Japanese pharmaceutical company Takeda said the European Union had given the green light to its dengue fever vaccine, making it the second jab preventing the disease to be approved by the bloc.
Mosquito-borne dengue can cause hemorrhagic fever and infects an estimated 100 to 400 million people yearly, although over 80 percent of cases are mild or asymptomatic, the WHO says.
Takeda Pharmaceutical said its vaccine, marketed as Qdenga, was given regulatory approval by the European Commission on Thursday for people aged four and above, regardless of their virus exposure history.
Another dengue vaccine, Dengvaxia — the world’s first against the disease — is already available in the European Union, but only for those who have had a previously confirmed infection.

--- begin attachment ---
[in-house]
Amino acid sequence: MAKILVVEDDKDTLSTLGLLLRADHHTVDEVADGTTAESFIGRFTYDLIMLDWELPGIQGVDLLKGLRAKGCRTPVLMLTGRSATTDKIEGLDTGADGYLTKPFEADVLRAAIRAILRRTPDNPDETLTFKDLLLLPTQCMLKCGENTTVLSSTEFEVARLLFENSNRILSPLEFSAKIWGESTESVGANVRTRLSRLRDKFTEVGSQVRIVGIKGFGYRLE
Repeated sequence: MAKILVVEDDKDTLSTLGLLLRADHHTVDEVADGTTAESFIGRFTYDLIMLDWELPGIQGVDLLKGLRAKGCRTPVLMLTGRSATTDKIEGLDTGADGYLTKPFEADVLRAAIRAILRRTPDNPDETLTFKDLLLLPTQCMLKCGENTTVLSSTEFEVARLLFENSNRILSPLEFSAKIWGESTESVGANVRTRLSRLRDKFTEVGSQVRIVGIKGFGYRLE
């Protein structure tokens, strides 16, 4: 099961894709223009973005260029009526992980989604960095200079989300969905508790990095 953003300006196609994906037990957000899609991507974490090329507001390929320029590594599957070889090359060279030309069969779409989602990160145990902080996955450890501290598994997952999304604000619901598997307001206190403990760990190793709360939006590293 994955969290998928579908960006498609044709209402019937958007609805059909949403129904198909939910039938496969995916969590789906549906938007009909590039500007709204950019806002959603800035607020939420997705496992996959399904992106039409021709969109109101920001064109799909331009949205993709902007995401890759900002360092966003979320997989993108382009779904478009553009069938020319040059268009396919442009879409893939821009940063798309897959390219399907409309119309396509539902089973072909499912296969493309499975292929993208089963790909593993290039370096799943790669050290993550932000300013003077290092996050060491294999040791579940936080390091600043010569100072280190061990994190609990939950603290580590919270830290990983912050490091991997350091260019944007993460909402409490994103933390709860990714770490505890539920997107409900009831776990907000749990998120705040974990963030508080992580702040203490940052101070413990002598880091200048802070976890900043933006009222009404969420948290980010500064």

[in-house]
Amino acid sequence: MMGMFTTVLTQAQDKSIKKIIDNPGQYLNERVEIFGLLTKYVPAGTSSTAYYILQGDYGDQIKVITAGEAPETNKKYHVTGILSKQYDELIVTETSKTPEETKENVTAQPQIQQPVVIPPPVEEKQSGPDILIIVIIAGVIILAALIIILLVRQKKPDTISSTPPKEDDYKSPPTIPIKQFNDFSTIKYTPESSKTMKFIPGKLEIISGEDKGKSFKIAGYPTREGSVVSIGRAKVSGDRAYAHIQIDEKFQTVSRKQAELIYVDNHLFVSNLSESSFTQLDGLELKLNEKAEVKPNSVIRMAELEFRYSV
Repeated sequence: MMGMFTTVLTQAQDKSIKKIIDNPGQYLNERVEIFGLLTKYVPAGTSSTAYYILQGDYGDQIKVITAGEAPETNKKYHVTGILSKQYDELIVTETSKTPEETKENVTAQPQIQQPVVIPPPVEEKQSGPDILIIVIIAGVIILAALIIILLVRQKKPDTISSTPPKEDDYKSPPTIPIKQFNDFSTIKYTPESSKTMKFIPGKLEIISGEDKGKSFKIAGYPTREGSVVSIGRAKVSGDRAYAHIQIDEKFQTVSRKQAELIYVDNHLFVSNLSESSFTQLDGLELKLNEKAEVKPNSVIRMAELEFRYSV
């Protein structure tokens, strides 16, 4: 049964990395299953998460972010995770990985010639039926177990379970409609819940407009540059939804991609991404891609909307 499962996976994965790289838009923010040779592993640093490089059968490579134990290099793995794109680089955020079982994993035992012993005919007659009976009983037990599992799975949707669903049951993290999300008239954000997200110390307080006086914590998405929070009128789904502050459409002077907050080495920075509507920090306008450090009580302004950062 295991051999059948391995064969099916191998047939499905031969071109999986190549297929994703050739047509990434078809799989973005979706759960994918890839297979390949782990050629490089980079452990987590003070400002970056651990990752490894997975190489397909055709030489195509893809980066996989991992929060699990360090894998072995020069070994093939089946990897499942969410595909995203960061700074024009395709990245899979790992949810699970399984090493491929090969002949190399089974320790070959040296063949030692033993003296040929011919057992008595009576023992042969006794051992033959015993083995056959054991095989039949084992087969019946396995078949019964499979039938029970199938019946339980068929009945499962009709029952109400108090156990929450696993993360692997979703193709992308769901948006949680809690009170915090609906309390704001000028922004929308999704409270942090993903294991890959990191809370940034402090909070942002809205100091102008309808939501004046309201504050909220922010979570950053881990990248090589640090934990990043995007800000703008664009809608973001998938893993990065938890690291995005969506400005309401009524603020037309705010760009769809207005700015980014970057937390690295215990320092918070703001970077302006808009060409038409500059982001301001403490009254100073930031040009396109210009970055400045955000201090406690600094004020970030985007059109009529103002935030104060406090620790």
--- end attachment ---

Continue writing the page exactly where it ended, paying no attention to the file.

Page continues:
Dengvaxia became the subject of controversy in 2019 when the Philippines banned it over safety concerns, claims which its maker, French pharmaceutical giant Sanofi, denies.
Qdenga was approved in Indonesia earlier this year for those aged six and up.
The number of reported dengue cases has increased more than eightfold in the last two decades, according to the World Health Organisation, which says “about half of the world’s population (is) now at risk”.